Being an electrical engineering by profession who got a job at Singapore Power but did not work there as I just got my Canadian immigration approved at that same time, I take special interest in the technical portions of the film - like how the control room at the power plant operates. The director keeps the engineering jargon at a minimum so that the layman can understand the basic principles of power generation, such as the reason blackouts occur. The reason is attributed to two causes.
Despite the grim subject, the director does not fail to provide some needed humour. The film also tracks the PHED workers as they cut off electricity supply to the cities that default on their payments. The PHED is the new name for the Government Power Supply company though every Nigerian still insists on the old name - NEPA (acronym: Never Expect Power Again). In a humours spill, they say that the are the most hated employees in Nigeria. Everyone also thinks they are corrupt. One swears that on the job application form, one has to declare that one is corrupt. Also interviewed are James and Harry, in the words of Harry: “We are James and harry, two angry men on YouTube.” They complain about the dwindling value of the currency.
A few reasons to see TAKE LIGHT: one is that few films provide a glimpse inside the country of Nigeria and her people. The second is a fairly understandable examination of the workings of a electricity power plant. The third is to witness how the Nigerians deal with public corruption.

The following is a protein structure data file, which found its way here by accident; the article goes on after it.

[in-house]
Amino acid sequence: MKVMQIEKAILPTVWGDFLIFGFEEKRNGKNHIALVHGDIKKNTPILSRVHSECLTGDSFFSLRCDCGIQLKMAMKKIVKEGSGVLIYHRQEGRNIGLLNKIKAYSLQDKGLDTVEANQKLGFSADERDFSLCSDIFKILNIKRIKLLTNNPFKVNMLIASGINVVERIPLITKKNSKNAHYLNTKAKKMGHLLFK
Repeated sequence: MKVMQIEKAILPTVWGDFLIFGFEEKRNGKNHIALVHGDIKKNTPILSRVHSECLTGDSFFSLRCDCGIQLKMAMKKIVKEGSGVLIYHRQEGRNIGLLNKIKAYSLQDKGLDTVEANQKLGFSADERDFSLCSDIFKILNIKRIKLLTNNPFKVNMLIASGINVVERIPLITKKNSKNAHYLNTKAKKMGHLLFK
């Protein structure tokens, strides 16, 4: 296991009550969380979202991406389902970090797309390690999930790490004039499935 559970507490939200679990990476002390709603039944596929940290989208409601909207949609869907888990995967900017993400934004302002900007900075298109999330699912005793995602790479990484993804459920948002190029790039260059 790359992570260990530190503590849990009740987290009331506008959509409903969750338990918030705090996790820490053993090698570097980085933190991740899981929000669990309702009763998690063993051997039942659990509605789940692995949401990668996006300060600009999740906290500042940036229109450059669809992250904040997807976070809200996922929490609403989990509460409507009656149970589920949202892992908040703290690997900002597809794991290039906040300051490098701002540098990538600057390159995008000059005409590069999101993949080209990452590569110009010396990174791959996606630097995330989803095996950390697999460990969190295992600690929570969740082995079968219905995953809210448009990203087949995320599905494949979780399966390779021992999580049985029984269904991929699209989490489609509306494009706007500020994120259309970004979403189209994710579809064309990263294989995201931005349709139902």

One of the film’s most intriguing segments shows Godwin, a illegal Nigeria electrician at work. He studied electrical in school, is smart and works under the cover of darkness. “We youth are tired of empty promises,” he says. “We are smarter that PHED and we move fast, without safety measures.”
The film shows two sides of the argument. The camera follows the citizens complaining about power outages. The PHED or NEFA CEO, Jay McCowsky is interviewed mid-point during the film. The film also includes a very disturbing image of from space, at night. Nigeria is awash in light. But the glow almost entirely flares from oil and gas wells - accelerating global warming and polluting the planet. The country, with the world’s largest proven oil reserves, leaves half its population without electricity, and the rest with erratic service.
Before its opening run, TAKE LIGHT has a Special Event Screening on October 29, 2018 at the Hot Docs Ted Rogers Cinema where director Shasha Nakhai, Cinematographer/Editor Rich Williamson, Producer Ed Barreveld (who also narrated the doc) will be in attendance and holding a Q+A following the screening.
Comments powered by CComment